StringBuffer sb = new StringBuffer();

    for (int i = 0; i < arr.length; i++) {
        sb.append(Character.toUpperCase(arr[i].charAt(0)))
            .append(arr[i].substring(1)).append(" ");
    }          
    return sb.toString().trim();
}  

Output will be: Ram Is Good Boy

  • 1
    this code caused our server to crash:java.lang.StringIndexOutOfBoundsException: String index out of range: 0 – Chrizzz Apr 9 '14 at 12:38
  • 26
    @Chrizzz so do not commit code you did not test... If you provide an empty string, it does crash. Your fault, not Neelam's. – Reinherd May 19 '14 at 10:26
  • 1
    If there is a space at the end then it is crashing then I added trim() first and split string with space.It worked perfectly – Hanuman Dec 14 '16 at 16:29

I've written a small Class to capitalize all the words in a String.

Optional multiple delimiters, each one with its behavior (capitalize before, after, or both, to handle cases like O'Brian);

Optional Locale;

Don't breaks with Surrogate Pairs.

LIVE DEMO

Output:

====================================
 SIMPLE USAGE
====================================
Source: cApItAlIzE this string after WHITE SPACES
Output: Capitalize This String After White Spaces

====================================
 SINGLE CUSTOM-DELIMITER USAGE
====================================
Source: capitalize this string ONLY before'and''after'''APEX
Output: Capitalize this string only beforE'AnD''AfteR'''Apex

====================================
 MULTIPLE CUSTOM-DELIMITER USAGE
====================================
Source: capitalize this string AFTER SPACES, BEFORE'APEX, and #AFTER AND BEFORE# NUMBER SIGN (#)
Output: Capitalize This String After Spaces, BeforE'apex, And #After And BeforE# Number Sign (#)

====================================
 SIMPLE USAGE WITH CUSTOM LOCALE
====================================
Source: Uniforming the first and last vowels (different kind of 'i's) of the Turkish word D[İ]YARBAK[I]R (DİYARBAKIR) 
Output: Uniforming The First And Last Vowels (different Kind Of 'i's) Of The Turkish Word D[i]yarbak[i]r (diyarbakir) 

====================================
 SIMPLE USAGE WITH A SURROGATE PAIR 
====================================
Source: ab 𐐂c de à
Output: Ab 𐐪c De À

Note: first letter will always be capitalized (edit the source if you don't want that).

Please share your comments and help me to found bugs or to improve the code...

Code:

import java.util.ArrayList;
import java.util.Date;
import java.util.List;
import java.util.Locale;

public class WordsCapitalizer {

    public static String capitalizeEveryWord(String source) {
        return capitalizeEveryWord(source,null,null);
    }

    public static String capitalizeEveryWord(String source, Locale locale) {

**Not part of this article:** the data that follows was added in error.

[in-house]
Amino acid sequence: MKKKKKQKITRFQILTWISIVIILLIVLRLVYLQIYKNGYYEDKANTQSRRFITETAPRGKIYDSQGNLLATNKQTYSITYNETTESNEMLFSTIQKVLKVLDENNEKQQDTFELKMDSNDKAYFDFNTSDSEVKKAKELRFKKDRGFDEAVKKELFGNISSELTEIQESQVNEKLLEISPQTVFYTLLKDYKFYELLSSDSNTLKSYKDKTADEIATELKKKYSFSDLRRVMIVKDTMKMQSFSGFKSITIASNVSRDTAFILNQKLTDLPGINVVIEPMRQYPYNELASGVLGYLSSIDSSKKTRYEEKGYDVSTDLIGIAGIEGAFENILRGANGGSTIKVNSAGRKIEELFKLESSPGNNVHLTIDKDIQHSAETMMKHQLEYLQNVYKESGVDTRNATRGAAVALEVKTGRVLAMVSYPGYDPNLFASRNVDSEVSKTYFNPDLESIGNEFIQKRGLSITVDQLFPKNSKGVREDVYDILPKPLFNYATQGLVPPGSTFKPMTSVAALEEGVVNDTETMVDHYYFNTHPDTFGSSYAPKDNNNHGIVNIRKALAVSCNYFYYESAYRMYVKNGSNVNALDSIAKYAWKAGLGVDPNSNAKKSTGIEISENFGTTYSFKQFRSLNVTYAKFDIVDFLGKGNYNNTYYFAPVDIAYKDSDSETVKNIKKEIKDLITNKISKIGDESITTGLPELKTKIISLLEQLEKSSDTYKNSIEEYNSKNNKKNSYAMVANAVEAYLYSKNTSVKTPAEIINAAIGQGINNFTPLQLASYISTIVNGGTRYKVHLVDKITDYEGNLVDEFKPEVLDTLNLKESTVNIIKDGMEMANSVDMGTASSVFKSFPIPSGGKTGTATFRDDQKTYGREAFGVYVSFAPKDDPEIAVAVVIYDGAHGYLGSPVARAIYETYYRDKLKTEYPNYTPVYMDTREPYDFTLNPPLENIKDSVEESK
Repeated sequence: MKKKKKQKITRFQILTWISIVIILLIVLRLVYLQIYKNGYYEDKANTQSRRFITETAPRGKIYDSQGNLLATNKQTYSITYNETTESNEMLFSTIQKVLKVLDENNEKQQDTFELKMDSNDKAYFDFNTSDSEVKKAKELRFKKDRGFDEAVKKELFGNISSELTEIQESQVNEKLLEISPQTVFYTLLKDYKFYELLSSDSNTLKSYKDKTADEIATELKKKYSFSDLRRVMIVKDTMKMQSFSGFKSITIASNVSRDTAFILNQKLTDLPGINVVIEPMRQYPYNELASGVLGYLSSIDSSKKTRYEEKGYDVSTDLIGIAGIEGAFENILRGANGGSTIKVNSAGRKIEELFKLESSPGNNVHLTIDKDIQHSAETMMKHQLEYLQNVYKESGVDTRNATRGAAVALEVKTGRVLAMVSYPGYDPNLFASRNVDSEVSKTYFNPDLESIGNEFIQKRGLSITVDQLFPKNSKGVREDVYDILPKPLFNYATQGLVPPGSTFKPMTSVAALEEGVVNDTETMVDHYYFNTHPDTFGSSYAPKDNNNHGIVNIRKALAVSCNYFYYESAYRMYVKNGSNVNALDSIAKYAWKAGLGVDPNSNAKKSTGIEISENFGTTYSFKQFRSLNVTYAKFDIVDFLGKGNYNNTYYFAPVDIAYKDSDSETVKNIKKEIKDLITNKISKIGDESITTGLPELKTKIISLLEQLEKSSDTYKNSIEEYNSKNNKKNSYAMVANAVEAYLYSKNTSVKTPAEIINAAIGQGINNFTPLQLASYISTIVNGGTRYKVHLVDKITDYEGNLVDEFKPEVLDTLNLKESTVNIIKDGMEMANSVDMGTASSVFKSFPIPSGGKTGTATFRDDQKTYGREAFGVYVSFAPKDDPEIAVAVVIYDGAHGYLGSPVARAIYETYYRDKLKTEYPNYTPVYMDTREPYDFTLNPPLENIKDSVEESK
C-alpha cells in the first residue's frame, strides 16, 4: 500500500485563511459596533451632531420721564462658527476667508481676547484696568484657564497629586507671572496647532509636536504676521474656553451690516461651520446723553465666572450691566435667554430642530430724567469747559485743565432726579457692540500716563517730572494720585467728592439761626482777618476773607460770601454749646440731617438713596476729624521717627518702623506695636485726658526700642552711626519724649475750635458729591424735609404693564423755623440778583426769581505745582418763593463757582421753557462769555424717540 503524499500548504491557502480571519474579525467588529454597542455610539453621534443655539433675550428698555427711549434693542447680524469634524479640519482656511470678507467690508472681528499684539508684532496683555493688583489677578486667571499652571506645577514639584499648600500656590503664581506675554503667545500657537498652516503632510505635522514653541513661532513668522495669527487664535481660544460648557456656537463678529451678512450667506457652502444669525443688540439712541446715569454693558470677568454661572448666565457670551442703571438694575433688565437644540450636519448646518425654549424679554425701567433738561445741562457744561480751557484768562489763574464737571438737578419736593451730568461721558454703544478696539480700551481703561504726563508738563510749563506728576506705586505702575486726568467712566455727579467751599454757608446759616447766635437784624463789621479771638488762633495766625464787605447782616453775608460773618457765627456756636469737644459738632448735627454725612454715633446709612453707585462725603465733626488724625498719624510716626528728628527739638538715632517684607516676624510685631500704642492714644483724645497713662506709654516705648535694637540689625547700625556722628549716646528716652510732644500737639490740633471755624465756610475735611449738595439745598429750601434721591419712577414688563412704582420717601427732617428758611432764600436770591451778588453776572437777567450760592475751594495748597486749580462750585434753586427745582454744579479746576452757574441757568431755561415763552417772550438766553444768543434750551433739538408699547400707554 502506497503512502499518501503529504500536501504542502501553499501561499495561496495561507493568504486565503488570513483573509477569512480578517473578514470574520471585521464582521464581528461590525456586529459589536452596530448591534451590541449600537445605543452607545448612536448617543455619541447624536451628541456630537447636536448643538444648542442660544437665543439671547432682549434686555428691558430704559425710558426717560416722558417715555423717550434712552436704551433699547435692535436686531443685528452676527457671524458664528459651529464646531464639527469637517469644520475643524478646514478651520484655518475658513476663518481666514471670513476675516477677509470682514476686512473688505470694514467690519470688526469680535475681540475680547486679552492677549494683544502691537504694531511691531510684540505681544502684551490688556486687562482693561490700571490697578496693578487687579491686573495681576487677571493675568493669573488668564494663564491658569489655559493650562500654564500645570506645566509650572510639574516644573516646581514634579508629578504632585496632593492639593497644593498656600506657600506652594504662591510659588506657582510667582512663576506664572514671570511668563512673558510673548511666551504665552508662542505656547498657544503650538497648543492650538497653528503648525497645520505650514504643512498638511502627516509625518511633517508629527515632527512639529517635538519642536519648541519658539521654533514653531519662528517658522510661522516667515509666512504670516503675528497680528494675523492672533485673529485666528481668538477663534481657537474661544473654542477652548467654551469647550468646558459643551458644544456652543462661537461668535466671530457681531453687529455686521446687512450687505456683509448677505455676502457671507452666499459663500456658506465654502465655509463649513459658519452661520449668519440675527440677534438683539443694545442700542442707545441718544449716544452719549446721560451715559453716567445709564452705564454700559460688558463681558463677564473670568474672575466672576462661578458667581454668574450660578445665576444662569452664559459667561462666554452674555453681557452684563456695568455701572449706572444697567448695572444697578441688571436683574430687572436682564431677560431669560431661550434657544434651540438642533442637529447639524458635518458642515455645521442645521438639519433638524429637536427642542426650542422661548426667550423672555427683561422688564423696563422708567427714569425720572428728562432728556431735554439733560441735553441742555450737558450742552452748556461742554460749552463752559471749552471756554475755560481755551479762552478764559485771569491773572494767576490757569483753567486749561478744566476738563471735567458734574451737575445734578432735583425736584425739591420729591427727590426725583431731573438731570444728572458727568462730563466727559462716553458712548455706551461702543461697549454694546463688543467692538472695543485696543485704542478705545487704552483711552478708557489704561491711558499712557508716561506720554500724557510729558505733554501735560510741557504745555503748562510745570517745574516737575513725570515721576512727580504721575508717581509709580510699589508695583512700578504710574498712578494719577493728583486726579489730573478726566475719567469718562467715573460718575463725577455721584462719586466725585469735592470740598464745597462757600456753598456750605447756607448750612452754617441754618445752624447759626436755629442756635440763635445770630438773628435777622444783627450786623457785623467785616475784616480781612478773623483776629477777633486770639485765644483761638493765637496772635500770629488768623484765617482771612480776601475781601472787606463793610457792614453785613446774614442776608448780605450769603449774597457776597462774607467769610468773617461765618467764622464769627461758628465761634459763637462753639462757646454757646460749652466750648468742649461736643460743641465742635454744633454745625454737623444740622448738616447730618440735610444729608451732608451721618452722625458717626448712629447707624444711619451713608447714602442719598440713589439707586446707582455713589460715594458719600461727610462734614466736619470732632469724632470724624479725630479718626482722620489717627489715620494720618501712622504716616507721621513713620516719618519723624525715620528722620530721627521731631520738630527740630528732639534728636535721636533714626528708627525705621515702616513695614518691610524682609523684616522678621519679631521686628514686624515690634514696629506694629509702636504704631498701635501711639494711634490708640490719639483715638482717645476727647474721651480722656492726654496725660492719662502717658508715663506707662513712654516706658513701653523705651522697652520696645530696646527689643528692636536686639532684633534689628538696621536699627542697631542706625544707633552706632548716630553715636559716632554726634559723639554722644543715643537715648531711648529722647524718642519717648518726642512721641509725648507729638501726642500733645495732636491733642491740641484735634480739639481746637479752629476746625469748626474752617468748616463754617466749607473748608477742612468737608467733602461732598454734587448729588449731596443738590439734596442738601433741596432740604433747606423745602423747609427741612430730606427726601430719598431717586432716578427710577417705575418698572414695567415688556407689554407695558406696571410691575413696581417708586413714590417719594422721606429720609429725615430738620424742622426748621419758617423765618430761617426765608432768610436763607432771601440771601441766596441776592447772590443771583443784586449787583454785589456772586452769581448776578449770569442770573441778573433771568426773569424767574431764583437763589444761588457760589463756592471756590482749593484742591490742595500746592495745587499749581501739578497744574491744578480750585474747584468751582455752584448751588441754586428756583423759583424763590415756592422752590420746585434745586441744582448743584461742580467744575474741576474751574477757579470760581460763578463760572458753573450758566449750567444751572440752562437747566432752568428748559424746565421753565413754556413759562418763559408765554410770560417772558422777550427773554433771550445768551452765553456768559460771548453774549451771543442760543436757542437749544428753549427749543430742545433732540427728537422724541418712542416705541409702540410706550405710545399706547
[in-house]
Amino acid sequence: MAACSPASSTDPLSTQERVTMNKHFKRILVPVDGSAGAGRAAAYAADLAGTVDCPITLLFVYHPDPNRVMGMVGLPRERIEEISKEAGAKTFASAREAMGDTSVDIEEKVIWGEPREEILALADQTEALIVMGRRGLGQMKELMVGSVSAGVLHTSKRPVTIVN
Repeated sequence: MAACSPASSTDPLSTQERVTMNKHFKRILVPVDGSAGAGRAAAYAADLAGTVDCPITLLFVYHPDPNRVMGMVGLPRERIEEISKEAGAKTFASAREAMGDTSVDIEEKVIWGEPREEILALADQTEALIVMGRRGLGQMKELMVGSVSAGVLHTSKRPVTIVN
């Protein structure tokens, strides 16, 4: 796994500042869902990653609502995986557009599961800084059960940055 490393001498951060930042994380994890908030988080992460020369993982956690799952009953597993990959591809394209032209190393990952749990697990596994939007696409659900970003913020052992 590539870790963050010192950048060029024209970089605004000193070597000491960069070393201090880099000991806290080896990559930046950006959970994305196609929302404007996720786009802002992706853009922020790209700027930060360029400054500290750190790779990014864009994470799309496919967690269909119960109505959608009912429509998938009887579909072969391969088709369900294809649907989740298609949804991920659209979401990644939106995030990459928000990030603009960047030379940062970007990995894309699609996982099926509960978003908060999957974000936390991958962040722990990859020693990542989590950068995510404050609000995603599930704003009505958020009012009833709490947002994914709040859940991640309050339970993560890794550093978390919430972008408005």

return capitalizeEveryWord(source,null,locale);
    }

    public static String capitalizeEveryWord(String source, List<Delimiter> delimiters, Locale locale) {
        char[] chars; 

        if (delimiters == null || delimiters.size() == 0)
            delimiters = getDefaultDelimiters();                

        // If Locale specified, i18n toLowerCase is executed, to handle specific behaviors (eg. Turkish dotted and dotless 'i')
        if (locale!=null)
            chars = source.toLowerCase(locale).toCharArray();
        else 
            chars = source.toLowerCase().toCharArray();

        // First charachter ALWAYS capitalized, if it is a Letter.
        if (chars.length>0 && Character.isLetter(chars[0]) && !isSurrogate(chars[0])){
            chars[0] = Character.toUpperCase(chars[0]);
        }

        for (int i = 0; i < chars.length; i++) {
            if (!isSurrogate(chars[i]) && !Character.isLetter(chars[i])) {
                // Current char is not a Letter; gonna check if it is a delimitrer.
                for (Delimiter delimiter : delimiters){
                    if (delimiter.getDelimiter()==chars[i]){
                        // Delimiter found, applying rules...                       
                        if (delimiter.capitalizeBefore() && i>0 
                            && Character.isLetter(chars[i-1]) && !isSurrogate(chars[i-1]))
                        {   // previous character is a Letter and I have to capitalize it
                            chars[i-1] = Character.toUpperCase(chars[i-1]);
                        }
                        if (delimiter.capitalizeAfter() && i<chars.length-1 
                            && Character.isLetter(chars[i+1]) && !isSurrogate(chars[i+1]))
                        {   // next character is a Letter and I have to capitalize it
                            chars[i+1] = Character.toUpperCase(chars[i+1]);
                        }
                        break;
                    }
                } 
            }
        }
        return String.valueOf(chars);
    }


    private static boolean isSurrogate(char chr){
        // Check if the current character is part of an UTF-16 Surrogate Pair.